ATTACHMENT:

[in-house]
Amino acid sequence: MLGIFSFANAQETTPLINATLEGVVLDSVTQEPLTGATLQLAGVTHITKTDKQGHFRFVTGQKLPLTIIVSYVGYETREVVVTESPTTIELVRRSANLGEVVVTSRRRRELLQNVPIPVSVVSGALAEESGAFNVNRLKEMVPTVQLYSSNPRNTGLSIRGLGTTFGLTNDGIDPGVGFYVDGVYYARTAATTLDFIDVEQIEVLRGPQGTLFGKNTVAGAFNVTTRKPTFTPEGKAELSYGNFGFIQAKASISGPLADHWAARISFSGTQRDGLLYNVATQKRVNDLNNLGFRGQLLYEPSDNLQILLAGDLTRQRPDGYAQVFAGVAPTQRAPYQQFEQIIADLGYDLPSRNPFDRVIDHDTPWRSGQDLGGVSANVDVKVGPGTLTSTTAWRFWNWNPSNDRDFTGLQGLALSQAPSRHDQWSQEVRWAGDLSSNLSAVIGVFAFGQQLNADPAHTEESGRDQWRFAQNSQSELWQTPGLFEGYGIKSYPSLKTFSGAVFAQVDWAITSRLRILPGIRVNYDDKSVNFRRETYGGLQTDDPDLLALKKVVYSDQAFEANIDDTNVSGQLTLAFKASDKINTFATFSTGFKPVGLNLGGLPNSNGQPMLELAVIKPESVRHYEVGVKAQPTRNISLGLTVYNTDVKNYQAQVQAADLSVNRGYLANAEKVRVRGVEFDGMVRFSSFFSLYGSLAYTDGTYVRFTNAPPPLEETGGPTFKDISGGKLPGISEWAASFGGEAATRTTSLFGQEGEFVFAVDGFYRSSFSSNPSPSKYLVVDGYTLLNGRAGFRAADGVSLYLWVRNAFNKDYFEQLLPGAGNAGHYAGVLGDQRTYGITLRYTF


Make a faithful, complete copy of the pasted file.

[in-house]
Amino acid sequence: MLGIFSFANAQETTPLINATLEGVVLDSVTQEPLTGATLQLAGVTHITKTDKQGHFRFVTGQKLPLTIIVSYVGYETREVVVTESPTTIELVRRSANLGEVVVTSRRRRELLQNVPIPVSVVSGALAEESGAFNVNRLKEMVPTVQLYSSNPRNTGLSIRGLGTTFGLTNDGIDPGVGFYVDGVYYARTAATTLDFIDVEQIEVLRGPQGTLFGKNTVAGAFNVTTRKPTFTPEGKAELSYGNFGFIQAKASISGPLADHWAARISFSGTQRDGLLYNVATQKRVNDLNNLGFRGQLLYEPSDNLQILLAGDLTRQRPDGYAQVFAGVAPTQRAPYQQFEQIIADLGYDLPSRNPFDRVIDHDTPWRSGQDLGGVSANVDVKVGPGTLTSTTAWRFWNWNPSNDRDFTGLQGLALSQAPSRHDQWSQEVRWAGDLSSNLSAVIGVFAFGQQLNADPAHTEESGRDQWRFAQNSQSELWQTPGLFEGYGIKSYPSLKTFSGAVFAQVDWAITSRLRILPGIRVNYDDKSVNFRRETYGGLQTDDPDLLALKKVVYSDQAFEANIDDTNVSGQLTLAFKASDKINTFATFSTGFKPVGLNLGGLPNSNGQPMLELAVIKPESVRHYEVGVKAQPTRNISLGLTVYNTDVKNYQAQVQAADLSVNRGYLANAEKVRVRGVEFDGMVRFSSFFSLYGSLAYTDGTYVRFTNAPPPLEETGGPTFKDISGGKLPGISEWAASFGGEAATRTTSLFGQEGEFVFAVDGFYRSSFSSNPSPSKYLVVDGYTLLNGRAGFRAADGVSLYLWVRNAFNKDYFEQLLPGAGNAGHYAGVLGDQRTYGITLRYTF